Middle East Institute / October 29, 2020
The COVID-19 pandemic is impacting all communities in Israel, but it has hit some of them much harder than others. The plight of the Haredim (ultra-Orthodox Jews) has been widely publicized, but the Bedouin of the Negev Desert are also being devastated by the pandemic and no one seems to care.
During the first wave of the COVID-19 outbreak in the spring, Israel managed comparatively well. It locked down earlier, and opened up earlier, than many other countries. It seemed like a model of success for handling the pandemic, with a significantly lower percentage of both infections and deaths when compared to countries like France, Spain, and the United States.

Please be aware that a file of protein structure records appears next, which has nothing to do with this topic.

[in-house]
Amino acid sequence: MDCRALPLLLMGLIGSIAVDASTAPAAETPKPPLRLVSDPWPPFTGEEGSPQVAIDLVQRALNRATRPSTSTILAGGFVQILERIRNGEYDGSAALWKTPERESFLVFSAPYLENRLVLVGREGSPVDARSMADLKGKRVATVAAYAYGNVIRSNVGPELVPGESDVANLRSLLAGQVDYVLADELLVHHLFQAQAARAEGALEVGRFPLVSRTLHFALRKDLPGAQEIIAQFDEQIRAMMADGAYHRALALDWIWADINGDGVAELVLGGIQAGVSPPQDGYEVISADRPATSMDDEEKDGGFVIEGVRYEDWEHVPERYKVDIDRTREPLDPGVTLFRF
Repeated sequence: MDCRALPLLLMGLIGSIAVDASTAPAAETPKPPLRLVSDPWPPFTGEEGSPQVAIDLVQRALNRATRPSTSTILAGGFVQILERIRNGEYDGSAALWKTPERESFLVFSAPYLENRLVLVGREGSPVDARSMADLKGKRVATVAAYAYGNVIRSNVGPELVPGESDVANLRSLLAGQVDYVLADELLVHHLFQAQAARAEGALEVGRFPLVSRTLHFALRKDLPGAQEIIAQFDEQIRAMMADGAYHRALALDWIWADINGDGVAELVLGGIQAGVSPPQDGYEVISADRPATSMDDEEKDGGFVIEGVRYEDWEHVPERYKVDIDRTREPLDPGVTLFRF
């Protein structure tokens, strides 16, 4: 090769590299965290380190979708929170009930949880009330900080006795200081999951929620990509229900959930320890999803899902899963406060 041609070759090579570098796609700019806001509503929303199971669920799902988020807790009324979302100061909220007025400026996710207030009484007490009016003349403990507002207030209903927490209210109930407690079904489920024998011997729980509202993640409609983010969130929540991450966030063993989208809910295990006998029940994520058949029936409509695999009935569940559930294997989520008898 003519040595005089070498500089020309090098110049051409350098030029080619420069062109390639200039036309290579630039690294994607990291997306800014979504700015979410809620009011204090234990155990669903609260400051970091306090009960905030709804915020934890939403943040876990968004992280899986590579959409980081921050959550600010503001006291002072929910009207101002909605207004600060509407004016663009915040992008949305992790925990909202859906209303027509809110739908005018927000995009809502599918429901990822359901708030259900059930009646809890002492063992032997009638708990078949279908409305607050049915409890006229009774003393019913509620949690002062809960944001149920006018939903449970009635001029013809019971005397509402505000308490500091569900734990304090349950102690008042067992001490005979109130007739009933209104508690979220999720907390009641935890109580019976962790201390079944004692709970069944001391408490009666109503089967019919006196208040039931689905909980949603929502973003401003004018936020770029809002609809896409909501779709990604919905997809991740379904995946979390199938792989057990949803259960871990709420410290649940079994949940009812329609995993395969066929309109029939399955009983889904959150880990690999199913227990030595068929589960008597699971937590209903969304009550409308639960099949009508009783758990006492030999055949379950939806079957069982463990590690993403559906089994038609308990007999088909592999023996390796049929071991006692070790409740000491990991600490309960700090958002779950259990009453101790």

However, after July, the initial rosy reports have faded as a second wave of cases has surged through the country. It is now generally agreed that Israel opened up too fast. On a single day, July 13, almost 1,700 positive tests were recorded out of 27,514 administered and, two days later, the total number of infected reached 42,360. The number of affected towns jumped from 133 to 177.
Since July the situation has only gotten worse. As of Oct. 29, the total number of confirmed COVID-19 cases has topped 312,000, while the death toll has neared 2,500. These are numbers that nobody imagined back in April when Israel was deemed a success story.
Left out of the equation
While in most Israeli communities government agencies have played a major role in containing the spread of the virus and helping people overcome daily hardships, the situation in the Bedouin community is totally different. Not only do the Bedouin lack support in terms of resisting the virus, but there are also dangerous shortages when it comes to essential basic services, such as clean water, sanitation materials, and health awareness education — services that people need, especially during a health crisis.